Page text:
Prior to camping at Benton Hot Springs, the first stop Thea and I make on our little road trip is Tonopah, Nevada (US 95, halfway between Reno and Las Vegas). We have a room reserved at the historic Mizpah Hotel (built in 1907).
After we check in, the very first thing Thea and I do is wander around the hotel looking for the spots where ghost encounters have been reported.
The most popular ghost here is The Lady in Red. Apparently she was a prostitute and was murdered on the 5th floor of the hotel by a jealous boyfriend. She haunts the hotel by shaking the chandeliers and even leaving pearls on nightstands. Whatever the real story is, the hotel is both delightfully creepy and classy, and Thea and I have a ball taking pictures of ourselves in multiple mirrors hoping to catch a ghost in the reflection.
The next morning, we tour the Tonopah Historic Mining Park which is located just behind the hotel. We watch a movie in the visitors center and learn about Jim Butler, a rancher who happened to be in the area searching for his lost mule. He came across an interesting rock outcropping, which of course, turned out to be ripe with silver. This was back in 1900. And the rest is history. The park is fun, not only because we get to take a self guided tour of the original mining claims that started the town, but we can go in all of the buildings!
Next, Thea and I drive south 26 miles to Goldfield, Nevada. We drive through town and over to the International Car Forest of the Last Church. I’ve seen pictures of this place, and wasn’t sure what to expect. It’s a really cool art installation/exhibit. There are 40+ cars partially buried here.
Goldfield got its start after the discovery of gold in 1902, not long after the silver mining started in Tonopah. The town is full of beautiful old buildings, but we don’t have much time to spare, though we later regret not stopping in for a beer here:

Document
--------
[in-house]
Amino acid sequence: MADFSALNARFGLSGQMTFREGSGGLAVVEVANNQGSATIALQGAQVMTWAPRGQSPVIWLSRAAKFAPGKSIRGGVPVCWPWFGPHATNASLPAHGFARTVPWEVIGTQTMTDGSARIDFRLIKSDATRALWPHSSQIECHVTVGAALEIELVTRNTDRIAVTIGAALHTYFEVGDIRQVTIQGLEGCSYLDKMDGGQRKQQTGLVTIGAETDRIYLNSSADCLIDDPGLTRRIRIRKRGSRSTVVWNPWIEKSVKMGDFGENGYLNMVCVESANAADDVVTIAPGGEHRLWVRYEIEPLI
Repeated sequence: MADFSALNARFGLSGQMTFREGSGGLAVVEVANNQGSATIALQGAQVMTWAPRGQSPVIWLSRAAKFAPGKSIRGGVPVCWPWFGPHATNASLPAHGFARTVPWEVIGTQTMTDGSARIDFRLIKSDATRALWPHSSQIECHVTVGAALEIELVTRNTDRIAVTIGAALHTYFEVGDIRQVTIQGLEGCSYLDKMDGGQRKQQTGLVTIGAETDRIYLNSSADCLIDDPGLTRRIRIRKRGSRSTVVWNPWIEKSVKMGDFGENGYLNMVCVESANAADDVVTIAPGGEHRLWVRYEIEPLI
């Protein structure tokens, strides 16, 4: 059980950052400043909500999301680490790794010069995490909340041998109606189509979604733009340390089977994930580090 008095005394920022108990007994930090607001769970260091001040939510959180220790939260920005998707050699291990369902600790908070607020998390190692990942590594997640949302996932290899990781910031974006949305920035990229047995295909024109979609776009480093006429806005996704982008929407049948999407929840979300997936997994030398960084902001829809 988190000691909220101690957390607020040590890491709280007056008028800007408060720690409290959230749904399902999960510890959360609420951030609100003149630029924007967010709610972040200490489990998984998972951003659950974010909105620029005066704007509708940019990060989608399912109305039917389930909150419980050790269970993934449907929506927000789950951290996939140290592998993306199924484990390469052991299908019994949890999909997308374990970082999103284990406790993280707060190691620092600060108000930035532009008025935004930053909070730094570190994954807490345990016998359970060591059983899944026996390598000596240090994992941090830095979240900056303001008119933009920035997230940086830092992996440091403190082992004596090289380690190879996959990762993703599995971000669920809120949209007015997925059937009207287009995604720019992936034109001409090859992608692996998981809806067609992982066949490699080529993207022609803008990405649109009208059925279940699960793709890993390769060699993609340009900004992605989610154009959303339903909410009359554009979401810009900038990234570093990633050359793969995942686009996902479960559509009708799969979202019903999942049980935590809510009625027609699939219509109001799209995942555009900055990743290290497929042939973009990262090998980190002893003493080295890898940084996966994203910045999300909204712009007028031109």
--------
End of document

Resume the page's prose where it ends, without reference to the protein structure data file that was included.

We do stop at the cemetery as we head back north because these old mining town cemeteries are fascinating. I’m not sure how many folks are buried here, but the cemetery was relocated from the center of town to this spot when the town’s population swelled to 20,000+ people. The railroad company didn’t want a bunch of graves to be the first thing newcomers saw when they got off the train. Fair enough. (This place was happening when it was a gold rush boomtown. I mean, Wyatt and Virgil Earp hung out here.)
Goldfield was one of the biggest boomtowns in the west, and from what I’ve read, it had all modern luxuries of the time. Though the large population was short-lived. In the census of 1910, the population had dropped from 20,000 people to 4,800. The current population of Goldfield is 268 according to the 2010 census. Isn’t it crazy to imagine these towns supporting all of those people and then, they’re gone?
These towns are a lot of fun to explore, and like I always say about places I really enjoy, I’d love to come back here again.
Also, here is my newsletter for the month of July. Go ahead and take a peek, and maybe subscribe :)